- A program designed to close the achievement gap in Indiana is paying off, according to a report by the Indiana Commission for Higher Education.
- Officials with the state's 21st Century Scholars program say its low-income participants are outperforming other low-income and minority students in their likelihood to attend college, be successful after enrolled and complete their degrees.
- In 2013, the commission set goals of halving the achievement gap by 2018 and eliminating it by 2025. So far, the state has closed the achievement gap for low-income and minority students by more than half compared with the total student population. However, the scholars are the only group on pace to meet the 2025 goal.
Elsewhere in the U.S., efforts to close the achievement gap have met varying degrees of success.
One recent study found that a U.S. Department of Education effort to narrow the achievement gap did not improve the status of young black and Latino men in New York City high schools. The participating schools, which had high graduation rates but low college-readiness data, received a $250,000 grant through the program. The report showed about 16% of participating students met college-ready criteria, compared to 18.6% at similar city schools analyzed in the report. Inconsistent implementation and review of the program across participating schools, as well as minimal focus on college readiness, is partly to blame for the disappointing results.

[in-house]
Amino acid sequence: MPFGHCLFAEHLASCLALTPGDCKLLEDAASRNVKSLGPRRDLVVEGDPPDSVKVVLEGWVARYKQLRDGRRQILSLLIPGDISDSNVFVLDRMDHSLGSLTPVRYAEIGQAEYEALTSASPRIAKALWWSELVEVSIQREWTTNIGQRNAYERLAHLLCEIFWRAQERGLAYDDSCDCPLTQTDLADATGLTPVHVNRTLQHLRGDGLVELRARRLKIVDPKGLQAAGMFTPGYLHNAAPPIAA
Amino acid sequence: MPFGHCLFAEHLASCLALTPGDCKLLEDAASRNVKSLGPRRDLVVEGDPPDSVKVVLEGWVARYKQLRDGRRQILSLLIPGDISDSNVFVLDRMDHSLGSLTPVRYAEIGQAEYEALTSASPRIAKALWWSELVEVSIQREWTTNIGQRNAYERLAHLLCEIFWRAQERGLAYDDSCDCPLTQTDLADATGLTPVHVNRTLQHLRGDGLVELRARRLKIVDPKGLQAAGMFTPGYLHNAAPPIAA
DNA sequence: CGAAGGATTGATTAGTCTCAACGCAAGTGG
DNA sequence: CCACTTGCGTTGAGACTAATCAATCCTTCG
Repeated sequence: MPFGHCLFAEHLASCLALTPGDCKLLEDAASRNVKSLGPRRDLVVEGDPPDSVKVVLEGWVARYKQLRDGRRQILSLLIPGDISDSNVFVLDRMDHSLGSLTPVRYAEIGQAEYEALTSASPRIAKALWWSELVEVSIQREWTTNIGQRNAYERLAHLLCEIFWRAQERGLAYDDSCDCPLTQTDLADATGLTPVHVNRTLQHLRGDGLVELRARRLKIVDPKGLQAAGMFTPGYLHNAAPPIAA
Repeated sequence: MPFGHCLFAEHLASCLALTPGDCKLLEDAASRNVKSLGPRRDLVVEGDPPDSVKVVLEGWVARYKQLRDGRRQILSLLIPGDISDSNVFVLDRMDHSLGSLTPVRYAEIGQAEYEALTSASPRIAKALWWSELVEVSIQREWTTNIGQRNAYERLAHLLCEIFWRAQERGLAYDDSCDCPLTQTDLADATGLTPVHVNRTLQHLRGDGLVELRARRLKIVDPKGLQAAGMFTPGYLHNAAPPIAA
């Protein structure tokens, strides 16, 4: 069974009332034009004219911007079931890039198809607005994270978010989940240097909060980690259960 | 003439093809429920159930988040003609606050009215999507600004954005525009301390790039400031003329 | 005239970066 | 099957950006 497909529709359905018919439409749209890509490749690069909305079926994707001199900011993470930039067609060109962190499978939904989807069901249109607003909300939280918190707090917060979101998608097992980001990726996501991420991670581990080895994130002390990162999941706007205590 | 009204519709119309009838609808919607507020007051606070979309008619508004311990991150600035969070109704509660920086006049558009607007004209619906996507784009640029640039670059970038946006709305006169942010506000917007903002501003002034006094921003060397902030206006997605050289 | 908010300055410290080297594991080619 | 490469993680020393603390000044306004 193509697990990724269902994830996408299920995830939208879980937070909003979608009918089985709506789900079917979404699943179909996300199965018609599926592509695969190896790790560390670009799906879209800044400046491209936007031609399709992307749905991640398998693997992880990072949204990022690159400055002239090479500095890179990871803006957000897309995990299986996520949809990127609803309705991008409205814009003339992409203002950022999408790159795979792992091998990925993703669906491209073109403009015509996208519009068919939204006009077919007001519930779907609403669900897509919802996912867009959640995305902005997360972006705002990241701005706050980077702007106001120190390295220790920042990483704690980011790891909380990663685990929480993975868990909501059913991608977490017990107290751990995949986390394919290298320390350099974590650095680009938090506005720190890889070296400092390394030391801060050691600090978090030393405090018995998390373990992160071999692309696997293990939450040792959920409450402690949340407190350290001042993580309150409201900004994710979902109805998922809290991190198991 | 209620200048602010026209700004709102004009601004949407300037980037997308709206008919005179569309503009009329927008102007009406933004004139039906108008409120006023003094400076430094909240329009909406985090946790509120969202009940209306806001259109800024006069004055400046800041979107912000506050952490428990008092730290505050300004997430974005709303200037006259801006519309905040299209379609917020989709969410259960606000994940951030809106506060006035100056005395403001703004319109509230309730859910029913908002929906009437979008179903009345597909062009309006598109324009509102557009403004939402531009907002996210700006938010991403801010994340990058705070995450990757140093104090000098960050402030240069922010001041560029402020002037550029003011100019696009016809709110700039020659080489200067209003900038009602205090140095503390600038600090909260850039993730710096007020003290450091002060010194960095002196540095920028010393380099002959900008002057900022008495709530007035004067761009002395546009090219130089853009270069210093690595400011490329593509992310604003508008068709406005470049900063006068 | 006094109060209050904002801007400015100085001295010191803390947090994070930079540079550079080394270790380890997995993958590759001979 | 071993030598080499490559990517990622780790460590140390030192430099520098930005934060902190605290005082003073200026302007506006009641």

The college testing firm ACT in a recent report with the United Negro College Fund indicated that while African-American students are achieving significantly better in school generally, they lag in college readiness. Only about 6% met ACT benchmarks for college readiness in four key subjects (English, reading, mathematics and science) as opposed to 28% for all students.
Two leading college attendance researchers last year published a book suggesting that to increase college-readiness for disadvantaged students, the U.S. education system must offer more financial aid and academic support. The researchers also call for strengthening connections between coursework and the labor market and offering more structured paths to college and careers.